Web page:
According to a recent poll conducted by the Nézőpont Institute in Hungary and its neighbouring countries, people in Slovakia (73 percent) and Romania (83 percent) are the most dissatisfied with the work of their own government, while in Serbia and Hungary, citizens rate the performance of the country’s leadership the highest.
Even in peacetime, but especially in times of international conflicts, domestic political stability and trust in government are values that not all countries can maintain. Today, the protracted war between Russia and Ukraine poses constant challenges to almost the entire world, but the countries of the Central European region have to face even more considerable difficulties. Due to the energy crisis, the wartime inflation and the security challenges posed by the armed conflict, it has become even more important that the current government is stable and its actions are accepted. Having a look around in the neighbouring countries, a diverse picture emerges in terms of public opinion.
According to a survey conducted by the Nézőpont Institute in the summer, Romanians and Slovaks are the most dissatisfied with the performance of their governments in the region. In Slovakia, which is in the midst of a government crisis and thus facing early elections, there is a mood of government change, with 7 out of 10 people expressing dissatisfaction with the performance of their country’s leadership and only 22 percent saying that they are satisfied. What is at stake in the September 30 elections, apart from a possible change of government, is whether the party of the Hungarian community living in Slovakia will be able to enter into the parliament and become a balance of power factor, i.e. a significant political force in Slovakia.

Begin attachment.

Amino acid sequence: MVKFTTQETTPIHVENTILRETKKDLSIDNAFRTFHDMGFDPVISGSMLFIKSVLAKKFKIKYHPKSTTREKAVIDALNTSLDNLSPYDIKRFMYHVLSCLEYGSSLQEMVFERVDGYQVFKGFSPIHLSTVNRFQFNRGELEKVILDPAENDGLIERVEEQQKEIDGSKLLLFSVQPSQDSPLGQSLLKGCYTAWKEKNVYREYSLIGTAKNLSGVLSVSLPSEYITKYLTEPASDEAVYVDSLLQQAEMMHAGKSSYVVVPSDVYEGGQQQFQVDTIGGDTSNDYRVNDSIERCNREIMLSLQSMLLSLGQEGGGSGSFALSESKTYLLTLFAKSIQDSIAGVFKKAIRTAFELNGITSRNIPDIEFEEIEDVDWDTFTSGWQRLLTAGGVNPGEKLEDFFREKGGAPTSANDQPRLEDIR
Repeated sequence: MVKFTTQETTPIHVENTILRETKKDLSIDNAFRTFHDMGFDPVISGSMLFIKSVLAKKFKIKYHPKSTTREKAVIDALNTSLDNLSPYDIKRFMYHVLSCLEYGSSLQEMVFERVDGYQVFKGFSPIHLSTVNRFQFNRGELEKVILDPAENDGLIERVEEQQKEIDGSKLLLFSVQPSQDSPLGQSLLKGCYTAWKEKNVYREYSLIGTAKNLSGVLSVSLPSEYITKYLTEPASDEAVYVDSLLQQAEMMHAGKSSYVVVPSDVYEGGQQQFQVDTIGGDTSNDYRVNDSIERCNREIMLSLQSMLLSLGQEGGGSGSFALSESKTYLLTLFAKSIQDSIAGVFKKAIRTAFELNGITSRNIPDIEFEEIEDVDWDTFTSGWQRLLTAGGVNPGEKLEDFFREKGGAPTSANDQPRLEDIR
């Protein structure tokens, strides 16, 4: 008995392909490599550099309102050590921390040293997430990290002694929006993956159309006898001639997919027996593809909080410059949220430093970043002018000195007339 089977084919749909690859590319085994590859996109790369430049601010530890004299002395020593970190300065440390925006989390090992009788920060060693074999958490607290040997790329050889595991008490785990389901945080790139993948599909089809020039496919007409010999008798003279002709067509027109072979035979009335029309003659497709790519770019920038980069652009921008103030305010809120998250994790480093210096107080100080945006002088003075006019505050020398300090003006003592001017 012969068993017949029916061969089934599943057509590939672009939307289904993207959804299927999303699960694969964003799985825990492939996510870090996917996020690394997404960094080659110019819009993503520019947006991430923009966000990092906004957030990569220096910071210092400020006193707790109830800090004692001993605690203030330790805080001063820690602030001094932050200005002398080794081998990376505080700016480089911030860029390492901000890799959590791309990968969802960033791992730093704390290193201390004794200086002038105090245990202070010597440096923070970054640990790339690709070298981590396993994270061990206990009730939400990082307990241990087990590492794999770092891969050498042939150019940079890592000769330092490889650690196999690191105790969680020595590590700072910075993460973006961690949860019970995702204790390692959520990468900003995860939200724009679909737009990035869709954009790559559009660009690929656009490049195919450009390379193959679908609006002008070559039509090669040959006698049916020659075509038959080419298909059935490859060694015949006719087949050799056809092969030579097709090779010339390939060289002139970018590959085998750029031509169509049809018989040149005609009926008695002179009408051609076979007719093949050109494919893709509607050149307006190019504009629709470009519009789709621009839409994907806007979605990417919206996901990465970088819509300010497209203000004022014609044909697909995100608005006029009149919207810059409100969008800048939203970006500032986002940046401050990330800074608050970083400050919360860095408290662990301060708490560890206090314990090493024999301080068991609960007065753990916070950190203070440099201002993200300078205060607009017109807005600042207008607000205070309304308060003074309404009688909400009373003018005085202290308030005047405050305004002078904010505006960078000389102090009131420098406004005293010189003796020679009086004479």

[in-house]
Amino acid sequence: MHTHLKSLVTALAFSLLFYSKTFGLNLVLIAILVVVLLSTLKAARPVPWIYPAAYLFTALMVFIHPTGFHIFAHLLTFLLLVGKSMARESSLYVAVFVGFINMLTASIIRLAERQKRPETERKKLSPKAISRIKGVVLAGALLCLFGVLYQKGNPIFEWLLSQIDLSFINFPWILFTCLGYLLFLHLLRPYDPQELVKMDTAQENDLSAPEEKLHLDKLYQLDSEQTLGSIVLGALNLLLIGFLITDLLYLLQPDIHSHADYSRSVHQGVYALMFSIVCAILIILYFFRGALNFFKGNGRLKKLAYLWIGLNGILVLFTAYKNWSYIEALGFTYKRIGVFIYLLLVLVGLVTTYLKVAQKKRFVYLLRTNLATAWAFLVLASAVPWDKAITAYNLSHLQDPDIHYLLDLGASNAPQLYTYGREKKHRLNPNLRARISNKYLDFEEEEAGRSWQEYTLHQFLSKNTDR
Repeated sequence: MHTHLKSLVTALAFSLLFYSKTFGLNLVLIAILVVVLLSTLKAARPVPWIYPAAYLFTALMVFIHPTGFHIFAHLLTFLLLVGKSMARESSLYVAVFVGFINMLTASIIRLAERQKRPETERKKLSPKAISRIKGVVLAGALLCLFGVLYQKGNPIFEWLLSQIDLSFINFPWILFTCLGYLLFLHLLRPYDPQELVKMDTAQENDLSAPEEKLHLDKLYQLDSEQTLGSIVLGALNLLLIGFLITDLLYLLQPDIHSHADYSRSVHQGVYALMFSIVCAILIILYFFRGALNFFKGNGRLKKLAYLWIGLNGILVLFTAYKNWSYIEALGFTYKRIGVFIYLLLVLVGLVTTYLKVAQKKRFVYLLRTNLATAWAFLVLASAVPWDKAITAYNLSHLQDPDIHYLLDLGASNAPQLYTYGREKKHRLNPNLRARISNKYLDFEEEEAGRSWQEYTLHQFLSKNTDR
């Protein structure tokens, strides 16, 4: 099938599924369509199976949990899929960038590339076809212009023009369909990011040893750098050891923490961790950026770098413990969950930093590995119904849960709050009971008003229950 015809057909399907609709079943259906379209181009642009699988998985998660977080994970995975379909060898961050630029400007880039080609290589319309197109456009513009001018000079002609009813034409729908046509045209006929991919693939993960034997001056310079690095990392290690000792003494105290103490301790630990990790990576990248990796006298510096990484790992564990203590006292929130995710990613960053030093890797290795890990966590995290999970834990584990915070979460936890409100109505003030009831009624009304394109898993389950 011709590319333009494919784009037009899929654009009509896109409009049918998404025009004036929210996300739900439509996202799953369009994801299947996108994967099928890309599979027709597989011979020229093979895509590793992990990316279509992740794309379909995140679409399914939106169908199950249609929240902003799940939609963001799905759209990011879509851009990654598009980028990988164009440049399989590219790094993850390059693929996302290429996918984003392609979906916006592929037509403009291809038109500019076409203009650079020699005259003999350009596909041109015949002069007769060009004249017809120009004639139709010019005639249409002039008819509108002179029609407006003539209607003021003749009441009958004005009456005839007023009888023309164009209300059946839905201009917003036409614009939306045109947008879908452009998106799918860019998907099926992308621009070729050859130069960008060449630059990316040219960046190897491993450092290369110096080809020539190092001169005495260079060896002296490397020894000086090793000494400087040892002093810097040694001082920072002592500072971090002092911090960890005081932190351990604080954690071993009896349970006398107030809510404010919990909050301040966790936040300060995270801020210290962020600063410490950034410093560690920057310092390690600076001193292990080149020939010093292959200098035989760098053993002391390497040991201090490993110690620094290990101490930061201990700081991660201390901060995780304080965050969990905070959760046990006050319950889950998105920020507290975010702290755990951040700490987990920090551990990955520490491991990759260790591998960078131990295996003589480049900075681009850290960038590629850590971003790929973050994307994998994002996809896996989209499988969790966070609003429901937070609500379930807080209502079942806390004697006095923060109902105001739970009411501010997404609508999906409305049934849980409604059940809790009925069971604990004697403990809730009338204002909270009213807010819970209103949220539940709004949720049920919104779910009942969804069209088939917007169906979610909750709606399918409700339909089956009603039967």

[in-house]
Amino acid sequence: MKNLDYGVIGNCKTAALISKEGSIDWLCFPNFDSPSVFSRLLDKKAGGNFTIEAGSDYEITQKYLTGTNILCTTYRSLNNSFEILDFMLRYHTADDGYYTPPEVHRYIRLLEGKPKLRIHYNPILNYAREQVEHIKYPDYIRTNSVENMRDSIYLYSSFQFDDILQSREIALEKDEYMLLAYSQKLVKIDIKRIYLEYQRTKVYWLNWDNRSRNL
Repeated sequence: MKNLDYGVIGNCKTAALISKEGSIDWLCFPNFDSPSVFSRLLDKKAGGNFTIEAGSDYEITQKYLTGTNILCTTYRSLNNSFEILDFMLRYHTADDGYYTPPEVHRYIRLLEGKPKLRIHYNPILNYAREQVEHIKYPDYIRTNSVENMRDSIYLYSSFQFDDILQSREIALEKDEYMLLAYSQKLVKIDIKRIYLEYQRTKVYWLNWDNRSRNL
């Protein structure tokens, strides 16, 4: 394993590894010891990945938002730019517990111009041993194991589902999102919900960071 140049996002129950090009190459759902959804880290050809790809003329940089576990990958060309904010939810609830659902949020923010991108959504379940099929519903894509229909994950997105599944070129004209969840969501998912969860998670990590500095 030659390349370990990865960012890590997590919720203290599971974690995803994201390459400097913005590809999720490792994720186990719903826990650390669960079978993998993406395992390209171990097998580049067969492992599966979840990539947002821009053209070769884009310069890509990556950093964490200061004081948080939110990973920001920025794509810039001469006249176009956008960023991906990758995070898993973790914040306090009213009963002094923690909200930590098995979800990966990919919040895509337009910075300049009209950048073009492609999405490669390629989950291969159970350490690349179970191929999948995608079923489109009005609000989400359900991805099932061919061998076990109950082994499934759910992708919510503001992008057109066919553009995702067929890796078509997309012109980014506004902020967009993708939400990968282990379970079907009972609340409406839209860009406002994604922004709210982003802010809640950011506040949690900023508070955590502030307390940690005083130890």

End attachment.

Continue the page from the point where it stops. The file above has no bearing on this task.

In Romania, the situation is even worse. Only 16 percent of the respondents were positive about the government’s activities, while 83 percent were rather dissatisfied. However, it is a fact that in a semi-presidential system, where the president plays an active role in the executive power, the government is not traditionally considered to be the most stable institution.
Negative trends can also be observed in three other neighbouring countries. In Croatia, 71 percent of the citizens are dissatisfied with their government, while in Slovenia, this proportion is 57 percent. Even in Austria, 55 percent said that they are not satisfied with the country’s leadership.
Only two countries, Serbia and Hungary, are going against the negative trends in the region, as both countries have a majority of those who are positive about the government’s performance. In our southern neighbour, there is an absolute majority (54 percent compared to 41 percent) of people who are satisfied with the government, while in Hungary there is a relative majority (49 percent compared to 44 percent). Thus, these are the only two countries in the region where people have a positive opinion of their elected leaders.
The latest opinion-poll of the Nézőpont Institute was conducted in July and August, 2023, by interviewing 1,000 respondents by phone. For all surveys, the sample is representative of the adult population (18 years and older) by gender, age, region, type of settlement and education. In case of a sample size of 1000 respondents and a confidence level of 95 percent, the sampling error is ± 3.16 percent. Respondent base = total adult population.